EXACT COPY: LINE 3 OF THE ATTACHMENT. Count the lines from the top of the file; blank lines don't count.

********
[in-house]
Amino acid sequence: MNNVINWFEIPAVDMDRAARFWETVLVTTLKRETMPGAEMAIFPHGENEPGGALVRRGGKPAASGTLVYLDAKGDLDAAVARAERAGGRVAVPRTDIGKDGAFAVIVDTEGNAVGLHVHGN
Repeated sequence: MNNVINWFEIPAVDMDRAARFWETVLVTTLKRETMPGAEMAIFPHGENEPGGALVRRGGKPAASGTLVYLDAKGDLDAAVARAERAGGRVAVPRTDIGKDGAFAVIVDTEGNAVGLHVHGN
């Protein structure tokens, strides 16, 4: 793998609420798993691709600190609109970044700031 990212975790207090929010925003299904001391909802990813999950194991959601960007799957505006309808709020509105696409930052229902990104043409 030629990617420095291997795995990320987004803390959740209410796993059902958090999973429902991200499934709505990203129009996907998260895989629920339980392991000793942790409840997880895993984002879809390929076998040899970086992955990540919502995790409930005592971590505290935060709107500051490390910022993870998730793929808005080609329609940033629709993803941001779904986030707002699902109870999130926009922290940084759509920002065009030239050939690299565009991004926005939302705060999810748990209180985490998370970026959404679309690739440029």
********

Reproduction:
Repeated sequence: MNNVINWFEIPAVDMDRAARFWETVLVTTLKRETMPGAEMAIFPHGENEPGGALVRRGGKPAASGTLVYLDAKGDLDAAVARAERAGGRVAVPRTDIGKDGAFAVIVDTEGNAVGLHVHGN